It’s been said that if you have to have an alarm clock to wake you up in the morning, then you haven’t had enough sleep. I’m living proof that this statement isn’t true for everyone. If you let me, I’ll sleep for 13 hours or more. Use an alarm clock even on your days off from work or if you’re a stay-at-home mom who doesn’t have kids in school because you’ll be surprised at how much more you can do to enjoy those days at home when you don’t waste the day sleeping (nobody said you actually had to do anything after you wake up; you can still hang out in front of the television with your bowl of Lucky Charms cereal and watch cartoons, and it makes getting up for those early morning appointments much easier if you’re always waking up at the same time). If you have kids, set your alarm clock to wake you up at least 15 minutes (30 minutes or an hour is better) before the kids wake up, so you have time to get yourself ready before you have to take care of them.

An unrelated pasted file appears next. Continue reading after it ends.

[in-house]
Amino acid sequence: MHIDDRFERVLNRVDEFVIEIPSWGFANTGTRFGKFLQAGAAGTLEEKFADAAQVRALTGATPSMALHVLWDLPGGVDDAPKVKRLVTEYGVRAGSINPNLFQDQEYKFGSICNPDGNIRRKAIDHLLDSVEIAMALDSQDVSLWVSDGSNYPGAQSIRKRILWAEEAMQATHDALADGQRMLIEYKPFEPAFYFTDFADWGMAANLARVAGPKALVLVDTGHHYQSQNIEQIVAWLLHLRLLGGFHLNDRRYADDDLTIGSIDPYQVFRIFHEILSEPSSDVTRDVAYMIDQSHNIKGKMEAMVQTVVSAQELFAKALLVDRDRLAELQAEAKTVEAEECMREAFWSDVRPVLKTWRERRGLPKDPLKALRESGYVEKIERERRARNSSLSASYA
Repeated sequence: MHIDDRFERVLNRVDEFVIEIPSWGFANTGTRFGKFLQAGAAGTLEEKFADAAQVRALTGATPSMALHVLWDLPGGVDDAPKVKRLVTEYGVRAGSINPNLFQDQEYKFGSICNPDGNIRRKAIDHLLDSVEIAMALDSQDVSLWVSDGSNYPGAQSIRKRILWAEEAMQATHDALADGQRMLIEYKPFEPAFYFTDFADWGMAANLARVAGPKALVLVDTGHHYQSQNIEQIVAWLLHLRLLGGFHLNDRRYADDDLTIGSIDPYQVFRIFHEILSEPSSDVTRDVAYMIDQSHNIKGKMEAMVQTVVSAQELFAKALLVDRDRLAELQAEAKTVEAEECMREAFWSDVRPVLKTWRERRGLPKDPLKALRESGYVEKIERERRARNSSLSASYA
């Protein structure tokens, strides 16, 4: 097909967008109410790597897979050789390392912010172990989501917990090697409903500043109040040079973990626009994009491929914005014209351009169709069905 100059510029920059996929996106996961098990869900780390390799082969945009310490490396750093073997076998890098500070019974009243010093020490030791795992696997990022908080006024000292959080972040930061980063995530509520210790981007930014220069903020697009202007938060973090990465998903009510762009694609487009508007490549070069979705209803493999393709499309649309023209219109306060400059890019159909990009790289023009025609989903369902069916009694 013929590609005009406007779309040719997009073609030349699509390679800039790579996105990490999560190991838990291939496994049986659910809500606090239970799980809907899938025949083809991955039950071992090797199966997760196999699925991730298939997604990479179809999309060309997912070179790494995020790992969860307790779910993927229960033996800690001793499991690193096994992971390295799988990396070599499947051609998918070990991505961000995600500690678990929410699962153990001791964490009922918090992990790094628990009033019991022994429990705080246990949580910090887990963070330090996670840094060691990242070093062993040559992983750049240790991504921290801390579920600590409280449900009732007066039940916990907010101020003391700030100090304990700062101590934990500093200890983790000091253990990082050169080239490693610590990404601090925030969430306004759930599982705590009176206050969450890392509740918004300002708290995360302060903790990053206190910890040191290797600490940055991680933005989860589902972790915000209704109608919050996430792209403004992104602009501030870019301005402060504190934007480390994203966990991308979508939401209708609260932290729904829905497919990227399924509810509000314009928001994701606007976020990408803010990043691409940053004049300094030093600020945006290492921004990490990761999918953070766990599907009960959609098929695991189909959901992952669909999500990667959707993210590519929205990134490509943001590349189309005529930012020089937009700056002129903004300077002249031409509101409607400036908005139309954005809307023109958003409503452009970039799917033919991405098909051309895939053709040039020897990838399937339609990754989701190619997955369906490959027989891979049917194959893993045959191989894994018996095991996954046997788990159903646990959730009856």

Don’t let your scheduling control your life.

I know this sounds like a contradiction (after I just told you to use a schedule), but you need to have flexibility. Always expecting everything to go according to schedule can really cause you to end up with a lot of stress. The goal is to become more efficient, not overwhelmed or obsessed with staying on schedule.